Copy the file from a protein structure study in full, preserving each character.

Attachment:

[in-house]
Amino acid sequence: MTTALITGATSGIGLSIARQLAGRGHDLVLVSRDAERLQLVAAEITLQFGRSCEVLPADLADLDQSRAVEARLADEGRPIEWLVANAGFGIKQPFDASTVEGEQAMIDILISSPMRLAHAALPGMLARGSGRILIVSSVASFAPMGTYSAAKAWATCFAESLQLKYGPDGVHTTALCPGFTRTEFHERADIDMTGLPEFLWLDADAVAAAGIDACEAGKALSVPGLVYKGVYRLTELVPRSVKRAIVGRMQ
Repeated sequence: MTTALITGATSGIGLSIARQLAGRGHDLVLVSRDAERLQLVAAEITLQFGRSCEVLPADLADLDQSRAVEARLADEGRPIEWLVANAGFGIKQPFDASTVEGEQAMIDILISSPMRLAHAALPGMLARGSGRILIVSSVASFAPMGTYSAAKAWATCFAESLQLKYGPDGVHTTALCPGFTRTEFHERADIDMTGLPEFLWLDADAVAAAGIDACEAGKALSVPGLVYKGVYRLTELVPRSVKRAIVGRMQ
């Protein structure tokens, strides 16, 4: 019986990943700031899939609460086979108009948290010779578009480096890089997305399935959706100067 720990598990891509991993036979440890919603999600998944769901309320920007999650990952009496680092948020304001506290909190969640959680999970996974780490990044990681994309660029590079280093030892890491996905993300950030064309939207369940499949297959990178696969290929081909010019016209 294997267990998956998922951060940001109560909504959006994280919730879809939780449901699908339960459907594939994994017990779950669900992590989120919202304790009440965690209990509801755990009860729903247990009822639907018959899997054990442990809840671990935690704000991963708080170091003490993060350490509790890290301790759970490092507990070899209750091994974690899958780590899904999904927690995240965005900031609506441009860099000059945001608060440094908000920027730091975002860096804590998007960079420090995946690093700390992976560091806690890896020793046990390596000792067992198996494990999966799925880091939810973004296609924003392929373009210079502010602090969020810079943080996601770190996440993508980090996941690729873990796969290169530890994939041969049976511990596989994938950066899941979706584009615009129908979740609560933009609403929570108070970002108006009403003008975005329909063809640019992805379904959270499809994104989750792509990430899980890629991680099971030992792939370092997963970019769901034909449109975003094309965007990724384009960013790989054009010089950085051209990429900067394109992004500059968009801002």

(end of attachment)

[in-house]
Amino acid sequence: MTTALITGATSGIGLSIARQLAGRGHDLVLVSRDAERLQLVAAEITLQFGRSCEVLPADLADLDQSRAVEARLADEGRPIEWLVANAGFGIKQPFDASTVEGEQAMIDILISSPMRLAHAALPGMLARGSGRILIVSSVASFAPMGTYSAAKAWATCFAESLQLKYGPDGVHTTALCPGFTRTEFHERADIDMTGLPEFLWLDADAVAAAGIDACEAGKALSVPGLVYKGVYRLTELVPRSVKRAIVGRMQ
Repeated sequence: MTTALITGATSGIGLSIARQLAGRGHDLVLVSRDAERLQLVAAEITLQFGRSCEVLPADLADLDQSRAVEARLADEGRPIEWLVANAGFGIKQPFDASTVEGEQAMIDILISSPMRLAHAALPGMLARGSGRILIVSSVASFAPMGTYSAAKAWATCFAESLQLKYGPDGVHTTALCPGFTRTEFHERADIDMTGLPEFLWLDADAVAAAGIDACEAGKALSVPGLVYKGVYRLTELVPRSVKRAIVGRMQ
């Protein structure tokens, strides 16, 4: 019986990943700031899939609460086979108009948290010779578009480096890089997305399935959706100067 720990598990891509991993036979440890919603999600998944769901309320920007999650990952009496680092948020304001506290909190969640959680999970996974780490990044990681994309660029590079280093030892890491996905993300950030064309939207369940499949297959990178696969290929081909010019016209 294997267990998956998922951060940001109560909504959006994280919730879809939780449901699908339960459907594939994994017990779950669900992590989120919202304790009440965690209990509801755990009860729903247990009822639907018959899997054990442990809840671990935690704000991963708080170091003490993060350490509790890290301790759970490092507990070899209750091994974690899958780590899904999904927690995240965005900031609506441009860099000059945001608060440094908000920027730091975002860096804590998007960079420090995946690093700390992976560091806690890896020793046990390596000792067992198996494990999966799925880091939810973004296609924003392929373009210079502010602090969020810079943080996601770190996440993508980090996941690729873990796969290169530890994939041969049976511990596989994938950066899941979706584009615009129908979740609560933009609403929570108070970002108006009403003008975005329909063809640019992805379904959270499809994104989750792509990430899980890629991680099971030992792939370092997963970019769901034909449109975003094309965007990724384009960013790989054009010089950085051209990429900067394109992004500059968009801002």